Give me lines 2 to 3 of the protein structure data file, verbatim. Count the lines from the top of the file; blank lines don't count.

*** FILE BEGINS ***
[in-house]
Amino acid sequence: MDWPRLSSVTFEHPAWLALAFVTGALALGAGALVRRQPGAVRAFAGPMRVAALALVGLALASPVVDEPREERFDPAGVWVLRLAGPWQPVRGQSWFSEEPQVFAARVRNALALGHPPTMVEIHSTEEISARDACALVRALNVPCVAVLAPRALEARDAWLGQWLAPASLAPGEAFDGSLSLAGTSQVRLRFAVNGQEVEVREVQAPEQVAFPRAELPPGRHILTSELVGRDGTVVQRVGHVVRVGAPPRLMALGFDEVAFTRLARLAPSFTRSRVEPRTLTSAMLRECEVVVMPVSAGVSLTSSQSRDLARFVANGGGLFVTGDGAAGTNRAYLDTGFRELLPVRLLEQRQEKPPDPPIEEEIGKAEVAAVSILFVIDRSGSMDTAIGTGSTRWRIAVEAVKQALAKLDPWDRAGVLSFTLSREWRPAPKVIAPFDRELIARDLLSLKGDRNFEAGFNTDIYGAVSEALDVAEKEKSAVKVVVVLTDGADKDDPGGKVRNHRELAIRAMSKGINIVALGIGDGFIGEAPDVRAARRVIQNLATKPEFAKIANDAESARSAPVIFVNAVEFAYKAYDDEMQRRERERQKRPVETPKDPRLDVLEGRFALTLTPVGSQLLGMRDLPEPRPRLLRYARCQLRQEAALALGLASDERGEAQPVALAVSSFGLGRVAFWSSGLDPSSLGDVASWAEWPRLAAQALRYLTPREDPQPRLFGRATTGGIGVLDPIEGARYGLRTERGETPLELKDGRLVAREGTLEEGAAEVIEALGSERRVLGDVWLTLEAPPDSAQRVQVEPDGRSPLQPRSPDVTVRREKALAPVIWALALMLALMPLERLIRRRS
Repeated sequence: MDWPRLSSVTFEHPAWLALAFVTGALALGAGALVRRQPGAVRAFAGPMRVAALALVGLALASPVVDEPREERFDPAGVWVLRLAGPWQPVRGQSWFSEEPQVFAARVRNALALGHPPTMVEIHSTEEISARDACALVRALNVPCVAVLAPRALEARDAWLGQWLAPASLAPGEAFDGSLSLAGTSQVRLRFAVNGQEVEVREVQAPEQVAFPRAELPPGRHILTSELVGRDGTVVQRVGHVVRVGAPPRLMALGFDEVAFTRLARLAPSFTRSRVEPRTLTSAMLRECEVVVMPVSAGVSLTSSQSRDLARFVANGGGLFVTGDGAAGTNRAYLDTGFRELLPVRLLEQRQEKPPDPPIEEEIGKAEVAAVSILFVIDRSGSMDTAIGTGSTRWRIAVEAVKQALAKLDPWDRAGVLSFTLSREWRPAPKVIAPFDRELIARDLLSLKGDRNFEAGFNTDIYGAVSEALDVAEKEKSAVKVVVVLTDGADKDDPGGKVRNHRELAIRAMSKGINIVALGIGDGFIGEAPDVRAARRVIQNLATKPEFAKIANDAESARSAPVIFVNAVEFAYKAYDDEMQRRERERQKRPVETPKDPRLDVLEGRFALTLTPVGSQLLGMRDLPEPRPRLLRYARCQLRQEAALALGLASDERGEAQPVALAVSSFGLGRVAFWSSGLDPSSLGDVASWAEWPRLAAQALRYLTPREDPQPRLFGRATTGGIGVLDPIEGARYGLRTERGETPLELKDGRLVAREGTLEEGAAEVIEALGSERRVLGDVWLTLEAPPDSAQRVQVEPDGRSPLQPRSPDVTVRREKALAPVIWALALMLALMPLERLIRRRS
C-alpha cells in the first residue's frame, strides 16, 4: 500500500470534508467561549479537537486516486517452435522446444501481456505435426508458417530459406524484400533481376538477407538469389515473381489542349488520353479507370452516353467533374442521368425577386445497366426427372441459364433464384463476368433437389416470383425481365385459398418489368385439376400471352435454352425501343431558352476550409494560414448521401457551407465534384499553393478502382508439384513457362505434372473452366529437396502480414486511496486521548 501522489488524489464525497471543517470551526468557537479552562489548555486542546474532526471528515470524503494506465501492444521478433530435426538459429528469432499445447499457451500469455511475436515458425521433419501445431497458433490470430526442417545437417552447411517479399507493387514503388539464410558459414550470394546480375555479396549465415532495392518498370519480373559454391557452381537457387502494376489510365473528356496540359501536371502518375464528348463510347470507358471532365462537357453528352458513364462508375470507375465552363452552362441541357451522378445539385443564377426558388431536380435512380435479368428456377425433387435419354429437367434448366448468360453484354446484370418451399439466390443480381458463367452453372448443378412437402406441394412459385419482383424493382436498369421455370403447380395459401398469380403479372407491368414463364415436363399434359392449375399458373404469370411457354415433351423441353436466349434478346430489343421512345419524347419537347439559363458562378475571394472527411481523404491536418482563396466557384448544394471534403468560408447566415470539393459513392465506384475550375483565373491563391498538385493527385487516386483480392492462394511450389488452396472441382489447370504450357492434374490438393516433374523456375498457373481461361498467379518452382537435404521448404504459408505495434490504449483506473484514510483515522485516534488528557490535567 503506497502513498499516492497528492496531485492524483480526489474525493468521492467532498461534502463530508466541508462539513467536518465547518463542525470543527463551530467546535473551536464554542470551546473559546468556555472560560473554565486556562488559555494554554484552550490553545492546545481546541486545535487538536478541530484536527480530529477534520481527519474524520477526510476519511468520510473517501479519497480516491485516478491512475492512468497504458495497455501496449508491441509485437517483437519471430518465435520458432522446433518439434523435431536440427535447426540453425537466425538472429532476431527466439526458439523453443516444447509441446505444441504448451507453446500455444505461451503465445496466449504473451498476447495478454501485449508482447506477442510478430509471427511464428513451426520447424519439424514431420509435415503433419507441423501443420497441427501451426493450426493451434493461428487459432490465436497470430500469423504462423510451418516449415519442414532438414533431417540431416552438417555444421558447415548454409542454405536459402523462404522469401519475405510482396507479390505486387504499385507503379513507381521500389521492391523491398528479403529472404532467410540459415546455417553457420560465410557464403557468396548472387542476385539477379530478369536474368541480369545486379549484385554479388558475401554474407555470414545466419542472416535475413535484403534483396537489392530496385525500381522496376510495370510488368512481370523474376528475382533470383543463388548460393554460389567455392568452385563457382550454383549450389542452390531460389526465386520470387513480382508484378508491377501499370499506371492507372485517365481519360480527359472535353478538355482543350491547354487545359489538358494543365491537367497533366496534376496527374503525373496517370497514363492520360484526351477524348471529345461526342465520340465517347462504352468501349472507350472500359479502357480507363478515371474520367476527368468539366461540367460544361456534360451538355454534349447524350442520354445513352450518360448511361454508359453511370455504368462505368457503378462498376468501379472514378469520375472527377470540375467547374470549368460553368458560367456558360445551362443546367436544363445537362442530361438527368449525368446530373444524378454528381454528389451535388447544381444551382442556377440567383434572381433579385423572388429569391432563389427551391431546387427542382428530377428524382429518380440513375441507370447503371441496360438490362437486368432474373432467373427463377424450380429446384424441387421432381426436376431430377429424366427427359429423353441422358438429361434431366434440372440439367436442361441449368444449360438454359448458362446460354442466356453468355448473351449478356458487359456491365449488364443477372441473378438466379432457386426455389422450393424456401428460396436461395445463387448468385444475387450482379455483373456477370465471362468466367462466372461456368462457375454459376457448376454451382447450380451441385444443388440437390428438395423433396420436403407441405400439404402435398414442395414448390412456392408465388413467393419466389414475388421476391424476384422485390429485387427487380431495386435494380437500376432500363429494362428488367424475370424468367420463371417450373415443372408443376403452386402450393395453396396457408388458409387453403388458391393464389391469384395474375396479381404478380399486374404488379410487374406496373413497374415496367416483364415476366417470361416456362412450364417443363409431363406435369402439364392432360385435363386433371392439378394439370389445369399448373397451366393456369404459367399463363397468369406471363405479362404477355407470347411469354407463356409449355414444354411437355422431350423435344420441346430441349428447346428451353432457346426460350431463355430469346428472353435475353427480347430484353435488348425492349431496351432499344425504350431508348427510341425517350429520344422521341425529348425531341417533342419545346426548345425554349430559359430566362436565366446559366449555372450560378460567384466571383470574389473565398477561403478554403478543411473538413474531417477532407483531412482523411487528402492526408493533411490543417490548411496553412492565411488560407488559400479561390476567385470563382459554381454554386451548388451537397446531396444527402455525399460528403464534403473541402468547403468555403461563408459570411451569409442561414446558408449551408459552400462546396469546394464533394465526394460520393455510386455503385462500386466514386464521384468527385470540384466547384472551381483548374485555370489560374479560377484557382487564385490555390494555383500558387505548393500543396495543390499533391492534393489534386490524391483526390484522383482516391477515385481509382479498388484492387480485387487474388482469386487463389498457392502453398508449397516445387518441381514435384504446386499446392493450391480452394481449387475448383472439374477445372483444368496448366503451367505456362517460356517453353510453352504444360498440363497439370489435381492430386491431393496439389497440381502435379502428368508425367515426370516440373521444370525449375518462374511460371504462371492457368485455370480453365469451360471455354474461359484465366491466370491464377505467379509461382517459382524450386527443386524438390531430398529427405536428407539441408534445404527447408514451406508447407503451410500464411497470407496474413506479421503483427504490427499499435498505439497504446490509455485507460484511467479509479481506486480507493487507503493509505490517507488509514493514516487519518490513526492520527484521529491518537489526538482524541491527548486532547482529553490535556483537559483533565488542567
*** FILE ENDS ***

Amino acid sequence: MDWPRLSSVTFEHPAWLALAFVTGALALGAGALVRRQPGAVRAFAGPMRVAALALVGLALASPVVDEPREERFDPAGVWVLRLAGPWQPVRGQSWFSEEPQVFAARVRNALALGHPPTMVEIHSTEEISARDACALVRALNVPCVAVLAPRALEARDAWLGQWLAPASLAPGEAFDGSLSLAGTSQVRLRFAVNGQEVEVREVQAPEQVAFPRAELPPGRHILTSELVGRDGTVVQRVGHVVRVGAPPRLMALGFDEVAFTRLARLAPSFTRSRVEPRTLTSAMLRECEVVVMPVSAGVSLTSSQSRDLARFVANGGGLFVTGDGAAGTNRAYLDTGFRELLPVRLLEQRQEKPPDPPIEEEIGKAEVAAVSILFVIDRSGSMDTAIGTGSTRWRIAVEAVKQALAKLDPWDRAGVLSFTLSREWRPAPKVIAPFDRELIARDLLSLKGDRNFEAGFNTDIYGAVSEALDVAEKEKSAVKVVVVLTDGADKDDPGGKVRNHRELAIRAMSKGINIVALGIGDGFIGEAPDVRAARRVIQNLATKPEFAKIANDAESARSAPVIFVNAVEFAYKAYDDEMQRRERERQKRPVETPKDPRLDVLEGRFALTLTPVGSQLLGMRDLPEPRPRLLRYARCQLRQEAALALGLASDERGEAQPVALAVSSFGLGRVAFWSSGLDPSSLGDVASWAEWPRLAAQALRYLTPREDPQPRLFGRATTGGIGVLDPIEGARYGLRTERGETPLELKDGRLVAREGTLEEGAAEVIEALGSERRVLGDVWLTLEAPPDSAQRVQVEPDGRSPLQPRSPDVTVRREKALAPVIWALALMLALMPLERLIRRRS
Repeated sequence: MDWPRLSSVTFEHPAWLALAFVTGALALGAGALVRRQPGAVRAFAGPMRVAALALVGLALASPVVDEPREERFDPAGVWVLRLAGPWQPVRGQSWFSEEPQVFAARVRNALALGHPPTMVEIHSTEEISARDACALVRALNVPCVAVLAPRALEARDAWLGQWLAPASLAPGEAFDGSLSLAGTSQVRLRFAVNGQEVEVREVQAPEQVAFPRAELPPGRHILTSELVGRDGTVVQRVGHVVRVGAPPRLMALGFDEVAFTRLARLAPSFTRSRVEPRTLTSAMLRECEVVVMPVSAGVSLTSSQSRDLARFVANGGGLFVTGDGAAGTNRAYLDTGFRELLPVRLLEQRQEKPPDPPIEEEIGKAEVAAVSILFVIDRSGSMDTAIGTGSTRWRIAVEAVKQALAKLDPWDRAGVLSFTLSREWRPAPKVIAPFDRELIARDLLSLKGDRNFEAGFNTDIYGAVSEALDVAEKEKSAVKVVVVLTDGADKDDPGGKVRNHRELAIRAMSKGINIVALGIGDGFIGEAPDVRAARRVIQNLATKPEFAKIANDAESARSAPVIFVNAVEFAYKAYDDEMQRRERERQKRPVETPKDPRLDVLEGRFALTLTPVGSQLLGMRDLPEPRPRLLRYARCQLRQEAALALGLASDERGEAQPVALAVSSFGLGRVAFWSSGLDPSSLGDVASWAEWPRLAAQALRYLTPREDPQPRLFGRATTGGIGVLDPIEGARYGLRTERGETPLELKDGRLVAREGTLEEGAAEVIEALGSERRVLGDVWLTLEAPPDSAQRVQVEPDGRSPLQPRSPDVTVRREKALAPVIWALALMLALMPLERLIRRRS